The World Health Organization and the American Academy of Pediatrics recommend breastfeeding babies for the first six months of life. UNICEF encourages mothers to continue breastfeeding until the child is at least two years old. However, in the United States, most women stop nursing when the baby hits the six months milestone. When exactly is the right time to stop breastfeeding? Is there a natural weaning process and when does it happen?
Natural weaning versus mother initiated
Children can nurse well into their fourth year with natural weaning taking place between the ages of 2 and 4. Natural weaning occurs when the child initiates it. With the introduction of different food into their diet, the child’s need to nurse grows less and less, and eventually, self-weaning takes place.
Now, weaning can also be mother-led. A mother can choose to start the weaning process prematurely for a variety of reasons which include having to go back to work, painful feedings, the impending birth of a new child, or needing someone else to feed the child. In the majority of cases planned weaning takes place when the infant is 6 months old, however, it is recommended to wait until the child is at least 18 months.
When do children naturally wean
Given their own way, children will naturally wean between their second and fourth years. Obviously there are some children who may wean themselves earlier or later than this. What is the main cause of natural weaning? The child may have outgrown their emotional attachment to breastfeeding and additionally as they are getting their nutritional needs from other foods, the desire for nursing diminishes.
Studies carried out by Dr. Kathy Dettwyler give insight on natural weaning. According to her research, a mother’s body weight can affect the age at which weaning occurs. The higher the mother’s body weight the longer the child is going to take to self-wean, with weaning occurring between 2.8 and 3.7 years. Other insightful stats showed that male children were more likely to wean later because they tend to weigh more. Babies in developed countries who face little to no disease and shortage of food challenges stood a better chance of natural weaning between ages 3 and 4.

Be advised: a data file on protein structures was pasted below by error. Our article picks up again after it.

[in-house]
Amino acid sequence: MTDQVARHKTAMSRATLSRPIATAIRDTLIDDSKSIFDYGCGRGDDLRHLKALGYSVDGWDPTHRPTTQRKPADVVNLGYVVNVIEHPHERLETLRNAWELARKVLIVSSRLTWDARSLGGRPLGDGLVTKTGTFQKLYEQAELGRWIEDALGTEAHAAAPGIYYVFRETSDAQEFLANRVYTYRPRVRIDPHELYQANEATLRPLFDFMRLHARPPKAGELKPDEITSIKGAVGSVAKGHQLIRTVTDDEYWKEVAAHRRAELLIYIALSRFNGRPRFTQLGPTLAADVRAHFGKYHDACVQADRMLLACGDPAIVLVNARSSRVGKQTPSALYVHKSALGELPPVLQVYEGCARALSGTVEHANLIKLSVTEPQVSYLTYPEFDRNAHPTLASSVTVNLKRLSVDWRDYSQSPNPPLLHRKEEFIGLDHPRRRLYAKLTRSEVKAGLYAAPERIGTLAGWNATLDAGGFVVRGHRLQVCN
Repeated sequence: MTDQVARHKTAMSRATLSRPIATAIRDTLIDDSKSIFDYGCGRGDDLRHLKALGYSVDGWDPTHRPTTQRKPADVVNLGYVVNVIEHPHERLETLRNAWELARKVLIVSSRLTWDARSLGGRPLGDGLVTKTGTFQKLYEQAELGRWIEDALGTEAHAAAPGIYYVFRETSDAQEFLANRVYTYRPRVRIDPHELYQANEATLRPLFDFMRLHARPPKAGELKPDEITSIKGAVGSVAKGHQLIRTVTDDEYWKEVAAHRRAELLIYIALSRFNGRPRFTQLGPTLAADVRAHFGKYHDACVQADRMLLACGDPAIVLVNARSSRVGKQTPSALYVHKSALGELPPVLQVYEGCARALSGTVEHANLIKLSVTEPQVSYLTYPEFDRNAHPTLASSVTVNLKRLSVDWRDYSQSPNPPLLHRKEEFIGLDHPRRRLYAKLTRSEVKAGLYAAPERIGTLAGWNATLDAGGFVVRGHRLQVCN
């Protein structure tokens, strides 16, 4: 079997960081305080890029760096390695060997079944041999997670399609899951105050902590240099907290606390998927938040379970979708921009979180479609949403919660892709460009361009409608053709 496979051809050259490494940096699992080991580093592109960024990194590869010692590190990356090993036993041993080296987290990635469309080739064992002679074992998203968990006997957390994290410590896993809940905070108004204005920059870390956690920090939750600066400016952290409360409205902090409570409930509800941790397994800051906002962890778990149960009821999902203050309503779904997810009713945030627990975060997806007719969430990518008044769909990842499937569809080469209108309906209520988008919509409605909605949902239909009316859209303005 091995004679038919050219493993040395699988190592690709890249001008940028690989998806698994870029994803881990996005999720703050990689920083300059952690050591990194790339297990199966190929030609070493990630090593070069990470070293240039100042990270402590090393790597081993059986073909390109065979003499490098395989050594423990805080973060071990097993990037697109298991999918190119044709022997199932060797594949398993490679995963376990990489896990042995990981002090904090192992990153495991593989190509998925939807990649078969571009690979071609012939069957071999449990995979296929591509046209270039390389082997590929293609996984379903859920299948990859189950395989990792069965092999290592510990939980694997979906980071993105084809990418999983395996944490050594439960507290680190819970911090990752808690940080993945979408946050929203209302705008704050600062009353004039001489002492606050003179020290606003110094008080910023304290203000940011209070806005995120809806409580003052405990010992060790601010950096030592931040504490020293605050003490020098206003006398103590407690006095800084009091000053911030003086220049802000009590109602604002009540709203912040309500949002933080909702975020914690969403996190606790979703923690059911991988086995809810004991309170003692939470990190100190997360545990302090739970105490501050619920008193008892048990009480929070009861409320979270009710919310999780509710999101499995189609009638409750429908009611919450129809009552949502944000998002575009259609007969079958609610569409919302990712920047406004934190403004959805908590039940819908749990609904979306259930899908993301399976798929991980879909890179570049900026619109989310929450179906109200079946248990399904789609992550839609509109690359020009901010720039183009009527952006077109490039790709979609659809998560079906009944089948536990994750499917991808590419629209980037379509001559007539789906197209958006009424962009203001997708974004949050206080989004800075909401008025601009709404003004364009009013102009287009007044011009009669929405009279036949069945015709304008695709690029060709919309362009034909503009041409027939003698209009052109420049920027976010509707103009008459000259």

Signs of natural weaning
How do you know for a fact that your child is natural weaning? There are a few tell-tale signs that may guide you, but the most prominent sign will be the reduced frequency and demand to nurse. If they are still nursing, you may notice that their nursing times are getting shorter and shorter. Alternatively, they may also be showing more interest in eating other solid foods.
Benefits of natural weaning
Perhaps you’ve given it some thought and would like your child to self-wean and are now wondering if there are any perceived benefits. Yes, there are in fact, the biggest benefit is that your child continues to receive a balanced diet in breast milk. Secondly, their immune system will be fortified as they grow. Lastly, the mother-bonding time is prolonged for a few more months. In addition, the longer you allow the child to nurse until they are ready to naturally wean, the lower your risk of developing breast and or ovarian cancer.
When all is said, allow yourself to enjoy the nursing period. Remember, the decision is ultimately yours whether you’d like your child to naturally wean or you initiate mother-led weaning. There is no gold standard when it comes to weaning.